Why oil prices are falling

Alicia Cross
November 13, 2018

A big concern for Saudi Arabia and other traditional producers from the Middle East-dominated Organisation of the Petroleum Exporting Countries (OPEC) is the surge in USA output.

Oil prices have fallen roughly 20% in the last month, driven lower by a rapid increase in global supply and the threat of a slowdown in demand - especially from countries such as India, Indonesia and China, whose currencies have weakened against the dollar and eroded their purchasing power.

Saudi Arabia's energy minister called Monday for a global output cut of one million barrels per day to re-balance the market, as Riyadh unveiled plans to cut production by 500,000 bpd from December.

The minister also indicated OPEC members are willing to cut down production by one million barrels a day to "balance the market".

Looking ahead, Commodity Analysts at RBC Capital Markets believe the likelihood of an official production cut from OPEC and its key allies at its December meeting is now increasing.

"The US had contributed to volumes and there was an "inventory build-up" which needed adjustment", Mr Falih said.

Oil has been tumbling on heavy supply levels recently and so this announcement over the weekend that Saudi Arabia will limit supply by cutting 500K barrels per day from December has resulted in U.S. crude being bid. The kingdom will reduce shipments by about half that amount next month, he said.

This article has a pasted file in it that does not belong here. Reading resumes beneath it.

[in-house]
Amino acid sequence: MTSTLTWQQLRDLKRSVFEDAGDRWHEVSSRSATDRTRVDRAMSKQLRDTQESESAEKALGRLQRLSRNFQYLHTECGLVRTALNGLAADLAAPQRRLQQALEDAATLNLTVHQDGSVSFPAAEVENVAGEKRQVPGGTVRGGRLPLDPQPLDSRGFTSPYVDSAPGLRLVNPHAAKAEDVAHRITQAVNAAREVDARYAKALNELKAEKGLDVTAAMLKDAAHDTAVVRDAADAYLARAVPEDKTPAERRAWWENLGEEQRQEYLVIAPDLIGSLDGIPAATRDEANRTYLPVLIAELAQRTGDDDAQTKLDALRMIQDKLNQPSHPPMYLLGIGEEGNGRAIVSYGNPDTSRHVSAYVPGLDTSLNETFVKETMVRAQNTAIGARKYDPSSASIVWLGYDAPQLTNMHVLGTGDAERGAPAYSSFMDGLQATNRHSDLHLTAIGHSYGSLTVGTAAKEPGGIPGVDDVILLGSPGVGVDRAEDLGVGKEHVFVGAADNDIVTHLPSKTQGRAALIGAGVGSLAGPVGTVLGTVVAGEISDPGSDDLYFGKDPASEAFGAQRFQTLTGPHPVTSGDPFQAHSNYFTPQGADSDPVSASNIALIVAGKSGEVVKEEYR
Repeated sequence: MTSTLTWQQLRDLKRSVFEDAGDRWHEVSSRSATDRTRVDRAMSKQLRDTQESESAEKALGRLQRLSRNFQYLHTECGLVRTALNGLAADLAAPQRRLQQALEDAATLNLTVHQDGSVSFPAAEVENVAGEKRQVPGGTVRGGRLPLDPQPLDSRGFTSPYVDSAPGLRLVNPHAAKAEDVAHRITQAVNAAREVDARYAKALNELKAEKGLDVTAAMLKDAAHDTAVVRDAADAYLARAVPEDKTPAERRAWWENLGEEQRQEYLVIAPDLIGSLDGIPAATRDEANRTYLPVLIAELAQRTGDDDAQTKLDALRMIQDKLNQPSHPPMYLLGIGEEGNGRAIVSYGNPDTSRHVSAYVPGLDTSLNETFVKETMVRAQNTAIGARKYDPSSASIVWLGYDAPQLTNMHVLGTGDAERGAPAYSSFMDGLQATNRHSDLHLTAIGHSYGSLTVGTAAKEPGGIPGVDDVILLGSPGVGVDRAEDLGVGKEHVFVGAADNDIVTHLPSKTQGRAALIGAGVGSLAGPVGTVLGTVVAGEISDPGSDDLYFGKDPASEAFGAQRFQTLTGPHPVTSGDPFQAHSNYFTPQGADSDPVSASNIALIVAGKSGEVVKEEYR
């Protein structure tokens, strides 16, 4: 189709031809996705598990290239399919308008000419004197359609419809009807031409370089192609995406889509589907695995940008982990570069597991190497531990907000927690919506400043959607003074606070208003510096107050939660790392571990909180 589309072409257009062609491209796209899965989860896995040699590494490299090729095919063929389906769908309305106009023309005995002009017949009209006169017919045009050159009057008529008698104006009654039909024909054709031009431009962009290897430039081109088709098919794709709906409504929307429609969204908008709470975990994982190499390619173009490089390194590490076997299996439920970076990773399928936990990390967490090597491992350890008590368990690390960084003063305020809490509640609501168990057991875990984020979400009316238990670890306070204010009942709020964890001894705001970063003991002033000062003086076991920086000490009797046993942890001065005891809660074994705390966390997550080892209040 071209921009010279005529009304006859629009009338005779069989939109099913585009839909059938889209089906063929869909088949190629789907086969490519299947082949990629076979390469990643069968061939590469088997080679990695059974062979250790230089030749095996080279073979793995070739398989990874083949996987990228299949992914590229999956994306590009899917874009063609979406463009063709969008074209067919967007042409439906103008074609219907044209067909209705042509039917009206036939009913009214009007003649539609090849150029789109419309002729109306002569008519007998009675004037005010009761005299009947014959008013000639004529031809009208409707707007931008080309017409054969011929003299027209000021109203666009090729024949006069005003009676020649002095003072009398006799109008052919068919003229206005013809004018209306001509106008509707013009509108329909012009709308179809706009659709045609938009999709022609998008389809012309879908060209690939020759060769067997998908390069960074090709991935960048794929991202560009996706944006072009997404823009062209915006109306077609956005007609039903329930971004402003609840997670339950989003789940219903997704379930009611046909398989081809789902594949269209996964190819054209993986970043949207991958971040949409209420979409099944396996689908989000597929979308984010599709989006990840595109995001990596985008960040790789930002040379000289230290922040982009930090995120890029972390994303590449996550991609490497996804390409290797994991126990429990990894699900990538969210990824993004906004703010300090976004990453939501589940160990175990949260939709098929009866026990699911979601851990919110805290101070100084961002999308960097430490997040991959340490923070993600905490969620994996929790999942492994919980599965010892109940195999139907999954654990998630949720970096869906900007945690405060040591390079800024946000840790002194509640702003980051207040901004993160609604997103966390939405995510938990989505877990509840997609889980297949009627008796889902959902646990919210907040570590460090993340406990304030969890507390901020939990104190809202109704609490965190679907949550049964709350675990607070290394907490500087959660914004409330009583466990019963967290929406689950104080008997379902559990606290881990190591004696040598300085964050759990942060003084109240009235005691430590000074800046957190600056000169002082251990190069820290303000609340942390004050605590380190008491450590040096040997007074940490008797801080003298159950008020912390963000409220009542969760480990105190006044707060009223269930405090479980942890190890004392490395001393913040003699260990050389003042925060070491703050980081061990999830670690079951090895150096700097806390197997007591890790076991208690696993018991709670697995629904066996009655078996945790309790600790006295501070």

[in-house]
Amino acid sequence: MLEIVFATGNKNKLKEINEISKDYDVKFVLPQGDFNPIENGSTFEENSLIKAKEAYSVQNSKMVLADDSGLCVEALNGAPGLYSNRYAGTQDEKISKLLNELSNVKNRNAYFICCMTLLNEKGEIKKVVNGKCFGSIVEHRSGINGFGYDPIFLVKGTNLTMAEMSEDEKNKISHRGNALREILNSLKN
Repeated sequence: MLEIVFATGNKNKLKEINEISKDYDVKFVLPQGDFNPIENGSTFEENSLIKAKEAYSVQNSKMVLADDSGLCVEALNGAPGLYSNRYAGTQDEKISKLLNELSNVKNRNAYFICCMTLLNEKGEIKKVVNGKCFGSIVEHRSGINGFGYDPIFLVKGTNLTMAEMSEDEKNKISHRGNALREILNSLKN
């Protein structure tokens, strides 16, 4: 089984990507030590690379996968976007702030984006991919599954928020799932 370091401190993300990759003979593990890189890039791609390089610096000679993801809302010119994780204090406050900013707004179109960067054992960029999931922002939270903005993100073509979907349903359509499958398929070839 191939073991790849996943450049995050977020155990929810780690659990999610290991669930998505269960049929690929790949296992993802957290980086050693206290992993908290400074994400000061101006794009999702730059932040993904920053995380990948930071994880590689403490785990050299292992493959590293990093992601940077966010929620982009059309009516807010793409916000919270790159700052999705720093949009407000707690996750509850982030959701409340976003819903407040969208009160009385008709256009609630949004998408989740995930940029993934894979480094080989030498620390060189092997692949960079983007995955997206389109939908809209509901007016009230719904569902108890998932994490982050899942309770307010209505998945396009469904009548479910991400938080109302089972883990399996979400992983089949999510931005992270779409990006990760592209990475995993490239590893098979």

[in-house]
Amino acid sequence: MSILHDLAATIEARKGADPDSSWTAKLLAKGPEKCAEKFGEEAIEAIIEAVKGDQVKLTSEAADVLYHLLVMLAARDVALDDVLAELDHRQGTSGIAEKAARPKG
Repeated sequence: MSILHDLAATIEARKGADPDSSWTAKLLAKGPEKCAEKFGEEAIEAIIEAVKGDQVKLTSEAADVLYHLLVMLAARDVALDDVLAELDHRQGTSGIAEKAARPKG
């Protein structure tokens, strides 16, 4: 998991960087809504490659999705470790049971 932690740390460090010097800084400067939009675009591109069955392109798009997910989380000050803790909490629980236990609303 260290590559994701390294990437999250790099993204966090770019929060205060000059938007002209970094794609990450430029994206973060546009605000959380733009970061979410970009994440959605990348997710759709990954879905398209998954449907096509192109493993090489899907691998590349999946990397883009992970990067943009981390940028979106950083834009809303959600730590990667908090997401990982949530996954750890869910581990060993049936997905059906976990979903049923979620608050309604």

The rig count is an indicator that U.S. crude production, already at a record 11.6 million barrels per day (bpd), will increase further.

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Although there are signs of a glut emerging in the USA, the Saudi minister said Sunday it was too early to talk about coordinated production cuts within OPEC+.

Kuwait, Iraq, Russia and the United Arab Emirates also boosted their output. That confounded a market that was anticipating a stricter enforcement. "The committee reviewed current oil supply and demand fundamentals and noted that 2019 prospects point to higher supply growth than global requirements", it said in a statement.

The cut represents a reduction in global oil supply of about 0.5 per cent. Saudi Arabia is the de facto leader of the Organization of the Petroleum Exporting Countries (OPEC).

That would largely wipe out the 1m bpd increase the group agreed in June in a bid to rein in the price of oil.

Worldwide benchmark Brent crude oil futures were at $69.17 per barrel, down 95 cents, or 1.4 percent, from their last close. "The language from Russian Federation suggests it is not ready to follow the Saudis yet".

He said market sentiment had shifted from fears of shortages to worries about oversupply. "They seem to be sitting squarely on the fence about pulling the barrels back".

USA production has more than doubled over the last decade and surpassed 11 million barrels per day this summer.

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